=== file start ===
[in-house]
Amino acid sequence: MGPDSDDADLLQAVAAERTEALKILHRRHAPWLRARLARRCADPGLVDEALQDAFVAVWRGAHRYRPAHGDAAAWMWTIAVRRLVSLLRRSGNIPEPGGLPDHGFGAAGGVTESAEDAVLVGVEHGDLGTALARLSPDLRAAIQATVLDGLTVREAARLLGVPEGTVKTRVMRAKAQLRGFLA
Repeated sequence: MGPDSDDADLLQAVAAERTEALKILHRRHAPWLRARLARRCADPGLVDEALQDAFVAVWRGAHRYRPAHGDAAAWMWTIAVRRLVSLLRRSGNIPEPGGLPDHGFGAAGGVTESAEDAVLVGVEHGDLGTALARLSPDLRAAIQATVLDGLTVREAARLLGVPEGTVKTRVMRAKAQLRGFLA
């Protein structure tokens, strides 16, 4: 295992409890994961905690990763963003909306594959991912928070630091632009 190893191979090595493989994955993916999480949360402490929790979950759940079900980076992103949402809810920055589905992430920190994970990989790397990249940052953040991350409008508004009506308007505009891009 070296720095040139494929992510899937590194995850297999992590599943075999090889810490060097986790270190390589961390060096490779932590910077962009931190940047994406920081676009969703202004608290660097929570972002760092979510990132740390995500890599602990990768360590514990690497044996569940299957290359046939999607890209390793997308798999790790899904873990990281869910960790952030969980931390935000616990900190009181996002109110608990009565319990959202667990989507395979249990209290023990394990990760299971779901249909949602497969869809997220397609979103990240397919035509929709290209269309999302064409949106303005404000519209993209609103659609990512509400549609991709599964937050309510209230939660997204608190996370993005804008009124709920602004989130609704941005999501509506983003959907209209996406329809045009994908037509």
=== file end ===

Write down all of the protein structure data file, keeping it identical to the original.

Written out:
[in-house]
Amino acid sequence: MGPDSDDADLLQAVAAERTEALKILHRRHAPWLRARLARRCADPGLVDEALQDAFVAVWRGAHRYRPAHGDAAAWMWTIAVRRLVSLLRRSGNIPEPGGLPDHGFGAAGGVTESAEDAVLVGVEHGDLGTALARLSPDLRAAIQATVLDGLTVREAARLLGVPEGTVKTRVMRAKAQLRGFLA
Repeated sequence: MGPDSDDADLLQAVAAERTEALKILHRRHAPWLRARLARRCADPGLVDEALQDAFVAVWRGAHRYRPAHGDAAAWMWTIAVRRLVSLLRRSGNIPEPGGLPDHGFGAAGGVTESAEDAVLVGVEHGDLGTALARLSPDLRAAIQATVLDGLTVREAARLLGVPEGTVKTRVMRAKAQLRGFLA
């Protein structure tokens, strides 16, 4: 295992409890994961905690990763963003909306594959991912928070630091632009 190893191979090595493989994955993916999480949360402490929790979950759940079900980076992103949402809810920055589905992430920190994970990989790397990249940052953040991350409008508004009506308007505009891009 070296720095040139494929992510899937590194995850297999992590599943075999090889810490060097986790270190390589961390060096490779932590910077962009931190940047994406920081676009969703202004608290660097929570972002760092979510990132740390995500890599602990990768360590514990690497044996569940299957290359046939999607890209390793997308798999790790899904873990990281869910960790952030969980931390935000616990900190009181996002109110608990009565319990959202667990989507395979249990209290023990394990990760299971779901249909949602497969869809997220397609979103990240397919035509929709290209269309999302064409949106303005404000519209993209609103659609990512509400549609991709599964937050309510209230939660997204608190996370993005804008009124709920602004989130609704941005999501509506983003959907209209996406329809045009994908037509």